Parkin and Bade’s text Economics gives the following definition of the business cycle:
“The business cycle is the periodic but irregular up-and-down movements in economic activity, measured by fluctuations in real GDP and other macroeconomic variables.”
To put it simply, the business cycle is defined as the real fluctuations in economic activity and gross domestic product (GDP) over a period of time. The fact that the economy experiences this ups-and-downs inactivity should be no surprise. In fact, all modern industrial economies like that of the United States endure considerable swings in economic activity over time.
The ups may be marked by indicators like high growth and low unemployment while the downs are generally defined by low or stagnant growth and high unemployment. Given its relationship to the phases of the business cycle, unemployment is but one of the various economic indicators used to measure economic activity. For most detailed information about how various economic indicators and their relationship to the business cycle, check out A Beginner’s Guide to Economic Indicators.
Parkin and Bade go on to explain that despite the name, the business cycle is not a regular, predictable, or repeating the cycle. Though its phases can be defined, its timing is random and, to a large degree, unpredictable.
The Phases of the Business Cycle
While no two business cycles are exactly the same, they can be identified as a sequence of four phases that were classified and studied in their most modern sense by American e·conomists Arthur Burns and Wesley Mitchell in their text “Measuring Business Cycles.” The four primary phases of the business cycle include:
Expansion: A speedup in the pace of economic activity defined by high growth, low unemployment, and increasing prices. The period marked from trough to peak.
Peak: The upper turning point of a business cycle and the point at which expansion turns into contraction.
Contraction: A slowdown in the pace of economic activity defined by low or stagnant growth, high unemployment, and declining prices. It is the period from peak to trough.
Trough: The lowest turning point of a business cycle in which a contraction turns into an expansion. This turning point is also called Recovery.
These four phases also make up what is known as the “boom-and-bust” cycles, which are characterized as business cycles in which the periods of expansion are swift and the subsequent contraction is steep and severe.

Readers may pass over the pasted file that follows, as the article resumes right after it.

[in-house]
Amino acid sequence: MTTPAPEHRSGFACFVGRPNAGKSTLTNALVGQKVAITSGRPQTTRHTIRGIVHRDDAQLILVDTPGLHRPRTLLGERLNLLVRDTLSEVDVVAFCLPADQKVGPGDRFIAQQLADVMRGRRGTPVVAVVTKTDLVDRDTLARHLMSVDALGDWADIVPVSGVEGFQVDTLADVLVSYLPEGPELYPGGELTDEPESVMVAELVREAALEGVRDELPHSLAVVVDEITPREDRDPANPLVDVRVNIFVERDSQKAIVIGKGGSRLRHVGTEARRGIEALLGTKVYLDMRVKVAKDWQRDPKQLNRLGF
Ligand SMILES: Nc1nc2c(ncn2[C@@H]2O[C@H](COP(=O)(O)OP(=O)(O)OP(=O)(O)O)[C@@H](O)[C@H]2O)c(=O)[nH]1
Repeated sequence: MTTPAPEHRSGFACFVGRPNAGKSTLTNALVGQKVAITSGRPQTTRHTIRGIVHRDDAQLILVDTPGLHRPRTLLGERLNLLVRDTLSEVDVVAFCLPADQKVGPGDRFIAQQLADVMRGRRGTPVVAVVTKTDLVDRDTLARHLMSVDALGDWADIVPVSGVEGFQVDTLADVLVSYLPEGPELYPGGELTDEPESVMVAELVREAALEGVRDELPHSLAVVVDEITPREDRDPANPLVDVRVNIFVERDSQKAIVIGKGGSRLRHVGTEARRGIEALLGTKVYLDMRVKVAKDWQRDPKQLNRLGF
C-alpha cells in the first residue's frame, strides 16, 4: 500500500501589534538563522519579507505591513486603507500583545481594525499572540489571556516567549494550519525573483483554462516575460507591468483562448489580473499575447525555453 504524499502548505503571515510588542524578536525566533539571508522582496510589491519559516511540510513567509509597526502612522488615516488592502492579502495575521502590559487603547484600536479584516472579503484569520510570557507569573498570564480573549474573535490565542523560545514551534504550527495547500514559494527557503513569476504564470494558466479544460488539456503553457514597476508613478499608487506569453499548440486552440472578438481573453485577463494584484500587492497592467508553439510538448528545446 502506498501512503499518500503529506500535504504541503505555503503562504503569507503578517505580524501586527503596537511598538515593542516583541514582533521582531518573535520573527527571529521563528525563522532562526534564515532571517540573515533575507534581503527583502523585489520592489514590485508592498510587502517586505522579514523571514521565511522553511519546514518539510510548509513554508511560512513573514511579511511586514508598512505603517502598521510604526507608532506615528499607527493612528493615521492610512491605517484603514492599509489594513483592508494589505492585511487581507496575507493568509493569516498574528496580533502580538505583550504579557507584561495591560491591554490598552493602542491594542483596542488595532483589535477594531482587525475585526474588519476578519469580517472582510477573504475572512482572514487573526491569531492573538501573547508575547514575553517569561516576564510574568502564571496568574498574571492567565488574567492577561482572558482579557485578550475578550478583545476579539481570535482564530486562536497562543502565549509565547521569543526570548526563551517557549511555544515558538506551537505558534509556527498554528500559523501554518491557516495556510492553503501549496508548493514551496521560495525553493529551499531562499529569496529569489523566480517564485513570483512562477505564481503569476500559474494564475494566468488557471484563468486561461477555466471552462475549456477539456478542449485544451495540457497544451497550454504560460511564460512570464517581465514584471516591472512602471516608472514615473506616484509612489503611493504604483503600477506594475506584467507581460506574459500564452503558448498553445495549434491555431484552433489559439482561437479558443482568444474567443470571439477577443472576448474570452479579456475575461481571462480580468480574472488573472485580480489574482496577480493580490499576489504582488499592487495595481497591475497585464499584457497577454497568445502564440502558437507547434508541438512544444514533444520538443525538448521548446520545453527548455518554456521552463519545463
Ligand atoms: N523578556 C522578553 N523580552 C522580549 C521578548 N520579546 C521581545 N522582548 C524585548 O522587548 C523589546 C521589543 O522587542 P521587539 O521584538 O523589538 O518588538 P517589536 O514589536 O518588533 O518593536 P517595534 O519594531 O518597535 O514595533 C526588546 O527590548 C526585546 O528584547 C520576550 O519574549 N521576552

But What About Recessions?
A recession occurs if a contraction is severe enough. The National Bureau of Economic Research (NBER) identifies a recession as a contraction or significant decline in economic activity “lasting more than a few months, normally visible in real GDP, real income, employment, industrial production.”
Along the same vein, a deep trough is called a slump or a depression. The difference between a recession and a depression, which is not well-understood by now-e·conomists, is explained in this helpful guide: Recession? Depression? What’s the difference?
The Great Recession
The Great Recession was a period of general economic decline observed in world markets during the late 2000s and early 2010s.
The scale and timing of the recession varied from country to country. The International Monetary Fund concluded that the overall impact was the most severe since the Great Depression in the 1930s.
The Great Recession stemmed from the collapse of the United States real estate market, in relation to the financial crisis of 2007 to 2008 and the U.S. subprime mortgage crisis of 2007 to 2009, though policies of other nations contributed also. According to the U.S. National Bureau of Economic Research (the official arbiter of U.S. recessions), the US recession began in December 2007 and ended in June 2009, thus extending over 19 months.
The Great Recession resulted in the scarcity of valuable assets in the market economy and the collapse of the financial sector (banks) in the world economy. The banks were then bailed out by the U.S. government.